The stalemate in the peace process with North Korea will likely continue, and progress will be incremental and slow.
There is too much history between North Korea and the United States, and too many broken promises by the North Koreans, for anyone to have imagined that progress since the Kim Jong Un/President Trump Summit would have been either swift or definitive. The process will continue, but in the absence of any meaningful concessions being made by the US side, progress is likely to be incremental and slow.
The price of oil will likely stabilize in the $60s.
It appears that the global suppliers of oil realize that an equilibrium has been established with the consuming community. A price in the $70s was unsustainable in 2018, and the $50s appears to be too low to be sustainable, so the price will likely stabilize in the $60s, barring some unforeseen shortage or disruptive political or economic event. With the United States having assumed the position of the largest global supplier of oil, the dynamics of the oil markets are changing. And with Qatar having expressed its desire to leave the Organization of the Petroleum Exporting Countries (OPEC), and other OPEC members considering it, there is a reason to believe that an unsettled supply marketplace will endure for some time to come, likely benefitting consumers rather than producers.
Cryptocurrencies will continue to fall, and Bitcoin should settle in the $2,000–$3,000 range.
In their decade-long history, cryptocurrencies have already endured several booms and busts. That tradition is continuing and will continue well into the future. Until such time as investors truly understand cryptocurrencies, they are more widely accepted as methods of payment, and there is sufficient regulation to ensure their safe usage, wild valuation swings will also continue. Bitcoin is likely to settle somewhere between $2,000 and $3,000, but it could easily go lower.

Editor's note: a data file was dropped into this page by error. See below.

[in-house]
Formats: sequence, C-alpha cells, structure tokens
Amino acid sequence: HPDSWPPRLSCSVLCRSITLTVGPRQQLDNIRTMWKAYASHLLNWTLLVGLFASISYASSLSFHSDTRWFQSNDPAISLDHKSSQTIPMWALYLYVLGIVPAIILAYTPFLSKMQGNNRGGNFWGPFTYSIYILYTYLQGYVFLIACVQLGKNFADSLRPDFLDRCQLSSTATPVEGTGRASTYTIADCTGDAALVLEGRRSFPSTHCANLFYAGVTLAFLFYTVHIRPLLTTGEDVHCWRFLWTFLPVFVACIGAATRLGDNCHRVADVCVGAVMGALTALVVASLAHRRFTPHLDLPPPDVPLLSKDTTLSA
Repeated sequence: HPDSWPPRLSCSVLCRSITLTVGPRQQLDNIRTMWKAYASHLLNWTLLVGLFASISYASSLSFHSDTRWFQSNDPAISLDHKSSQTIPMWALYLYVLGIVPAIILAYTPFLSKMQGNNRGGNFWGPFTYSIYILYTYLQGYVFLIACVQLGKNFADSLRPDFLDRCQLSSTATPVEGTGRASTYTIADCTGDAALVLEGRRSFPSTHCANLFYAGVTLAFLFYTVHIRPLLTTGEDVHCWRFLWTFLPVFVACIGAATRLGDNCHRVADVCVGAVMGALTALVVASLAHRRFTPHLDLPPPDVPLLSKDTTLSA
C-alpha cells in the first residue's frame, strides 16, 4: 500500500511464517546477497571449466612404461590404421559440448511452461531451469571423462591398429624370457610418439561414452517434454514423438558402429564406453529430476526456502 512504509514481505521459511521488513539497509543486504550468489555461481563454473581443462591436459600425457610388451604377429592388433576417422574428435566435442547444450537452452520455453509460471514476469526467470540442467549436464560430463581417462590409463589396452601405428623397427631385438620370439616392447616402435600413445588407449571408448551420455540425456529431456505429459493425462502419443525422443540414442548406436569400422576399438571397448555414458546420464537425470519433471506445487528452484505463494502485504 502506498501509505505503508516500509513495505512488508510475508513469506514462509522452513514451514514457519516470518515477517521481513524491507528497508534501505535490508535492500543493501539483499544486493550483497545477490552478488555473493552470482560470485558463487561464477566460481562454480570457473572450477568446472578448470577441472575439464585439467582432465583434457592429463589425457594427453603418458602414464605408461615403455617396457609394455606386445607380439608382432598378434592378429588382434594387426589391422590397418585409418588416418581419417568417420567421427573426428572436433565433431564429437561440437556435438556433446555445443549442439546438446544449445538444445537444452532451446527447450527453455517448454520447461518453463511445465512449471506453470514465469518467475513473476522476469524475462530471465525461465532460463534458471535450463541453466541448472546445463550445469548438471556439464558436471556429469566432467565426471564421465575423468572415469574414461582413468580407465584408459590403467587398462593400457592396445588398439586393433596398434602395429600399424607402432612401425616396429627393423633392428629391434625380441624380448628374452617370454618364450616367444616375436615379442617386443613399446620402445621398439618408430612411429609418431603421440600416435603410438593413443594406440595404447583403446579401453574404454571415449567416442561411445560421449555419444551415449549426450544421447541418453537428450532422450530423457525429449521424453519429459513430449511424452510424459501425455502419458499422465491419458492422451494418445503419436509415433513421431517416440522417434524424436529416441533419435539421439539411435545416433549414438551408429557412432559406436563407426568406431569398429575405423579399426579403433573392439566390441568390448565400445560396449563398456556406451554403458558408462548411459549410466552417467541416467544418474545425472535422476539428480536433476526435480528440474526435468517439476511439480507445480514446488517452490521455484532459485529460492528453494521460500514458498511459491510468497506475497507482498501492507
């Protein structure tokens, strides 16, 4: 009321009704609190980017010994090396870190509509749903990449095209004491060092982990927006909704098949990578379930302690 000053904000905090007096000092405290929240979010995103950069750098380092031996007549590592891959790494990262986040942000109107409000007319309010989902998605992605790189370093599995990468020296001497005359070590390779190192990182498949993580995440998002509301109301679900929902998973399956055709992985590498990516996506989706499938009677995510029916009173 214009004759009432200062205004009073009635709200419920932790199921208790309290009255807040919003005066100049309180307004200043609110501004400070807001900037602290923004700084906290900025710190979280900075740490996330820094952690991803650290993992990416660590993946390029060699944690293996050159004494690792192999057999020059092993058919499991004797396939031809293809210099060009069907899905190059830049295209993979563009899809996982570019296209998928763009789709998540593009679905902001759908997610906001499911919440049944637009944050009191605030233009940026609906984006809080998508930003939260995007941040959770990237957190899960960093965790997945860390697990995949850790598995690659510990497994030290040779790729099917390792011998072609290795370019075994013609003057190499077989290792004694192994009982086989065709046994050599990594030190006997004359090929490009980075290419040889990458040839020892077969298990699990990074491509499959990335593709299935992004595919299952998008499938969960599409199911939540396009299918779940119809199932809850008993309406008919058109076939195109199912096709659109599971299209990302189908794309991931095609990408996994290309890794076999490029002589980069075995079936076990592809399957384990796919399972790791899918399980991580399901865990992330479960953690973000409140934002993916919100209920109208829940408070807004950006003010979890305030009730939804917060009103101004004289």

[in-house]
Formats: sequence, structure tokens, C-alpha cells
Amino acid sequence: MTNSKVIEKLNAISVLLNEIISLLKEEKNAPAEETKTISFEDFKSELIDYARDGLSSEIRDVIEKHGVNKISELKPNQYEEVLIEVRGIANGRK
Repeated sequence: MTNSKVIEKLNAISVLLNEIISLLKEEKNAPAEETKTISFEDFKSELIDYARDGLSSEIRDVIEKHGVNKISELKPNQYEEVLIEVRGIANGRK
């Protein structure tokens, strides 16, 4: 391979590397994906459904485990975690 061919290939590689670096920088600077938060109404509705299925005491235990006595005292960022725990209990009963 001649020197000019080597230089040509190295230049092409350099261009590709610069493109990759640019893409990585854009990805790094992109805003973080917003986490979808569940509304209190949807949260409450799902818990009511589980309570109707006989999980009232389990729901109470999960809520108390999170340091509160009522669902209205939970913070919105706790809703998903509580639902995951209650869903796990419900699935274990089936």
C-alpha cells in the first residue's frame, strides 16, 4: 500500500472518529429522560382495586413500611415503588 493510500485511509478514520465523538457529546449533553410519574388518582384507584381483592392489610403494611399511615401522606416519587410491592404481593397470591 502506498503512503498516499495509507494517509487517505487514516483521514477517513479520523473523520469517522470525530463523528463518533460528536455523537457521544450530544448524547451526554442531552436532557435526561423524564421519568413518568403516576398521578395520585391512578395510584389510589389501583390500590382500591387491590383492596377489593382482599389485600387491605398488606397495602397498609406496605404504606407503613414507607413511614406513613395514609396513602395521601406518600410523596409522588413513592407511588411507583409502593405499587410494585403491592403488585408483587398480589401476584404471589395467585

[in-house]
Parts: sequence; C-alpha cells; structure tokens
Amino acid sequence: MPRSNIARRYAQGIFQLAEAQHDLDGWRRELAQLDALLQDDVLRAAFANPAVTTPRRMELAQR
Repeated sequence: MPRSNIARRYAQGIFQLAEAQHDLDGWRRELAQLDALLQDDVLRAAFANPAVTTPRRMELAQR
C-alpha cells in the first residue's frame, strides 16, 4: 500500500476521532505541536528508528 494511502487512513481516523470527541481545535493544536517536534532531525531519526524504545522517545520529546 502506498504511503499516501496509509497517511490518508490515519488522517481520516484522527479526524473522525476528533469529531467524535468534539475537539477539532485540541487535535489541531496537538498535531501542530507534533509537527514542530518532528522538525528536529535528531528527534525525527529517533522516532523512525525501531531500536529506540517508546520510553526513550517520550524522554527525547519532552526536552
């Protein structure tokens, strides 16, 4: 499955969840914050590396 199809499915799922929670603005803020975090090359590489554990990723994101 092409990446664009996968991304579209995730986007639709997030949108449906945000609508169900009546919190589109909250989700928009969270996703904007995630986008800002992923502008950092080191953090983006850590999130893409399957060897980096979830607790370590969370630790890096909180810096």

The long-awaited US (and possibly global) recession should begin in 2019.
The United States is well overdue for a recession. Between the China trade war, frothy asset valuations, and deteriorating market sentiment, there is a reason to believe that the beginning of a recession could begin in 2019. Economists have of course been saying this for several years now, but we may have reached a critical juncture, given the performance of the US economy since 2010, which has been contrary to what history would dictate. The party cannot last forever.
In short, 2019 promises to be a year of transition and change, but the pace of such change may be enhanced by personalities and trends that are already influencing the landscape. Momentum is likely to gain pace as many of the issues that have been raised in the national and global economy, and polity, remain unresolved in the coming year. They must all eventually be resolved, and there is every reason to believe that some of them will be resolved in the year to come. The impact on some marketplaces, and the risk mosaic, are likely to be profound.